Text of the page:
I am so excited to bring to Cape Cod another edition of the Cape Cod Festival of Arab & Middle Eastern Cinema. For a couple of years now I have wanted to add comedies to the program, but I was never able to get the ones I wanted until this year. Opening night at the Chatham Orpheum Theater (Thursday, May 4, 6 p.m.),, after a wonderful reception with Middle Eastern food and cash bar, I am proud to present to you the feature comedy from Lebanon, Halal Love (and Sex) by Assad Fouladkar.
Halal Love (and Sex) was chosen because it is funny, at times dramatic, well acted, and overall a wonderful film, but also because this is a comedy I feel you will relate to, even as different as our countries are. In the film, we meet three romantic couples at different stages in their relationships. Living in a Muslim country, and being Muslims themselves, the rules and codes of their religion and culture restrict how they can behave, but there are also certain “loopholes” that give the characters some hope that they can resolve their romantic issues. This is something I think people who follow other religious traditions will relate to, but also, all of us can find ourselves in the situation of being stuck between what our hearts desire and what our communities will allow.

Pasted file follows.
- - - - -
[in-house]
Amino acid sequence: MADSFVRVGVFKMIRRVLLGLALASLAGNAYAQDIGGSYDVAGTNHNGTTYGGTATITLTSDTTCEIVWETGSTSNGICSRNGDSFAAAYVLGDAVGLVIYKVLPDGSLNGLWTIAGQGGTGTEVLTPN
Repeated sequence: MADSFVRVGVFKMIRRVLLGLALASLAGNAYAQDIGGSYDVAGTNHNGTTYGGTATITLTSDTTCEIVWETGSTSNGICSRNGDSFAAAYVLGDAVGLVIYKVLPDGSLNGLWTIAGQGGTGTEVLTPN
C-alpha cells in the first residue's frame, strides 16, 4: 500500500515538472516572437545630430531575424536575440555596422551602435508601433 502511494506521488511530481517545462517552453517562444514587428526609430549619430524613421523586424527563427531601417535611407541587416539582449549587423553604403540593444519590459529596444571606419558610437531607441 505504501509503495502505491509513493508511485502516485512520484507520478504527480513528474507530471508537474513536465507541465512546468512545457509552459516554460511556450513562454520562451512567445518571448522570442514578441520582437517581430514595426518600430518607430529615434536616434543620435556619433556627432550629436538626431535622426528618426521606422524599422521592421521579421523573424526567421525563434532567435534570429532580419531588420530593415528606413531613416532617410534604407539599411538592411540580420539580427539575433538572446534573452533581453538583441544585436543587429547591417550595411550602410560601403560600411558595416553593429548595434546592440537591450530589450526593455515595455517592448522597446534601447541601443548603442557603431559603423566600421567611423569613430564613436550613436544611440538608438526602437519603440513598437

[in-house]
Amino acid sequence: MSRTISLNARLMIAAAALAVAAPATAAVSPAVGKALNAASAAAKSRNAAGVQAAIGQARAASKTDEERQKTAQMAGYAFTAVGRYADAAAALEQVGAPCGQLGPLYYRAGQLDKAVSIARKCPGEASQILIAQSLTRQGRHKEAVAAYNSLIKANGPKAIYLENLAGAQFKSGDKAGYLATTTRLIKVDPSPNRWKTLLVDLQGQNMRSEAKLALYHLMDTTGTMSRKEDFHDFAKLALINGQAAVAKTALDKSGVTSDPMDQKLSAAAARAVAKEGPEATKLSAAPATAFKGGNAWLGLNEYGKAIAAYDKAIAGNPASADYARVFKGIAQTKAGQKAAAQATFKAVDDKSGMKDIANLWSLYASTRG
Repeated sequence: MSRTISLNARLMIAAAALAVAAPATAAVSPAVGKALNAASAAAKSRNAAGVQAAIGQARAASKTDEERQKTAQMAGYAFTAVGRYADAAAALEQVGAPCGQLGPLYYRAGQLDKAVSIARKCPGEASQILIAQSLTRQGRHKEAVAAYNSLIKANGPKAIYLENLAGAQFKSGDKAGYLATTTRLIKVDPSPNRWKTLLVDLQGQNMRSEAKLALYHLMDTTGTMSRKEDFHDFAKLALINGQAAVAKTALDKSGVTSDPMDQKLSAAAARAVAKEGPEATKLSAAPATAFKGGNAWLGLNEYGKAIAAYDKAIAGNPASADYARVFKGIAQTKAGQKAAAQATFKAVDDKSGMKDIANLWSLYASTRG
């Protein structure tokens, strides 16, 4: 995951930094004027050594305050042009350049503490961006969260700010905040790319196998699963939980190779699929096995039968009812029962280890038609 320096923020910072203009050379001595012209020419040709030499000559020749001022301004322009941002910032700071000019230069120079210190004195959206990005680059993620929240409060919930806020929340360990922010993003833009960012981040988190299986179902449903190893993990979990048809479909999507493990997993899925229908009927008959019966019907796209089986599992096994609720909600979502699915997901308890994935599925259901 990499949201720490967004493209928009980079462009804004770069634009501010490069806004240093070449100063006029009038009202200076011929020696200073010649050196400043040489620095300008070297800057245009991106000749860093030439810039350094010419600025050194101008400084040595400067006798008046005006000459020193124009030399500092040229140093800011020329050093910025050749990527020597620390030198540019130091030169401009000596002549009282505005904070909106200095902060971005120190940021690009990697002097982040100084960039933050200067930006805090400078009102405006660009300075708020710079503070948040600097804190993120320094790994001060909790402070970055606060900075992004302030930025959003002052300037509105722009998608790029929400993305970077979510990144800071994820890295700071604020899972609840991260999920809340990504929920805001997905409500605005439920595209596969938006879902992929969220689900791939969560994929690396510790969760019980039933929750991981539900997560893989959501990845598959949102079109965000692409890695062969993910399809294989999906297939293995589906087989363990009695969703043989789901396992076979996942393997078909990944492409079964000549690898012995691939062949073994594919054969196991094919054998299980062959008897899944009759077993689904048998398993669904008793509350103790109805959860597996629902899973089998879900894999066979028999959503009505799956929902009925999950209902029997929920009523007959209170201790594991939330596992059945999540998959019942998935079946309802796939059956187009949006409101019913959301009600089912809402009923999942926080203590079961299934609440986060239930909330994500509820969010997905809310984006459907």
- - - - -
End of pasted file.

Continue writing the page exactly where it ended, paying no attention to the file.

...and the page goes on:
Humor is an essential human coping mechanism, but from the images we see of Lebanon, the Middle East, and the Arab world, one would think there is no sense of humor in these places. We only hear about terrorism, refugees, anti-Americanism, and religious extremism. So, although this film is a comedy, I believe it is still a vitally important film to screen this year, and I hope you will join be there tomorrow night.
To read more about Halal Love (and Sex) and its director’s thoughts about making the film, check out this story in Variety from when the film was screened at Sundance last year.
In addition to the reception and screening of Halal Love (and Sex), we will be showing E.A.S., a short film by Kays Al-Atrakchi, an Iraqi-Italian filmmaker living and working in the United States. The film takes place in the U.S. in the near future, at a time when Arab-Americans must hold special ID cards. It was a film Al-Atrakchi made before President Trump was in office. In his director’s statement, Al-Atrakchi says, “When I came up with the original idea that ended up becoming E.A.S., I imagined a fictional America where Arab immigrants were viewed as hostile and national ID databases and interment camps were quickly becoming the law of the land. I could never have imagined that my fictional vision of an increasingly paranoid America would be so close to becoming reality.”
We are hoping to discuss this short film with Al-Atrakchi via Skype right after it screens, so please join us for this.
Opening Night is Thursday, May 4, with a reception at 6 p.m. and the screenings starting at roughly 7 p.m. Tickets ($25 including the reception) are still available online or at the box office at the Chatham Orpheum Theater, 637 Main St., Chatham.